Philippines, Malaysia put Grab on anti-competition watch after Uber stake buy

Malaysia's Competition Commission would keep tabs on Grab, especially if the company imposed unfair practices or sudden fare increases, a government minister said.
Malaysia's Competition Commission would keep tabs on Grab, especially if the company imposed unfair practices or sudden fare increases, a government minister said.PHOTO: BERNAMA

KUALA LUMPUR/SINGAPORE (REUTERS) - Malaysia and the Philippines said on Monday (April 2) they are looking at whether the deal by Uber Technologies to sell its South-east Asia business to rival Grab will substantially reduce competition. 

Uber's deal to take a 27.5 per cent stake in Grab in exchange has raised a red flag with Singapore's competition watchdog, which said on Friday it was investigating a suspected breach of competition law.

Malaysia's Competition Commission would keep tabs on Grab, especially if the company imposed unfair practices or sudden fare increases, a government minister said.

"We won't take it lightly. We will monitor this because it is still early days and we don't know what will happen next,"said Datuk Seri Nancy Shukri, whose portfolio oversees the public transport licensing authority.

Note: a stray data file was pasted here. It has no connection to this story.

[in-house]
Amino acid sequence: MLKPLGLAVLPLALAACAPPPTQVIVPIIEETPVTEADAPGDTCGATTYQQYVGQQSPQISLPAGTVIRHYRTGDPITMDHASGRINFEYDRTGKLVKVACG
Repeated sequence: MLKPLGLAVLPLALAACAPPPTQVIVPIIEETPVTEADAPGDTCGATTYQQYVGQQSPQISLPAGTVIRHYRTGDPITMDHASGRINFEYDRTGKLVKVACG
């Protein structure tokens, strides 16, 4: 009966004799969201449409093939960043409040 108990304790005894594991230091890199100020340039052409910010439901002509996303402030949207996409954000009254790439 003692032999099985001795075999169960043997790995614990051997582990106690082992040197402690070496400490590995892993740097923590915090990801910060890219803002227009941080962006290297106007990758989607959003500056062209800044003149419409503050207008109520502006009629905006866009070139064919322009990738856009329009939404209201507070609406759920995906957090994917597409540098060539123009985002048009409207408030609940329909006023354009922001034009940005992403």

"We have stressed that if there is any anti-competitive behaviour, the Competition Act will come into force. We have spelt this out to them," Datuk Seri Nancy said, referring to a meeting with Grab representatives last Monday.

In Manila, the Philippine Competition Commission (PCC) said in a statement: “The Grab-Uber acquisition is likely to have a far reaching impact on the riding public and the transportation services. As such, the PCC is looking at the deal closely.” 

Uber and Grab announced the deal last Monday, marking the US company's second retreat from an Asian market. It earlier sold off its operations in China.

Ms Nancy said Grab, which is valued at about US$6 billion (S$7.86 billion), had offered assurances during their meeting last Monday that there would be no unfair pricing, nor would it increase its fares for now.

The minister said the merger, however, did not change the government's working relationship with Grab in converting over 67,000 conventional taxi drivers nationwide to e-hailing platforms.

Nearly 14,000 taxi drivers had now either partially or fully migrated to e-hailing platforms, and the government would continue working with Grab to convince more to do the same.

"This is in the interest of the taxi industry, which has been around for a long time. At the same time, Grab needs our support, and we are there to assist them as well," Ms Nancy said.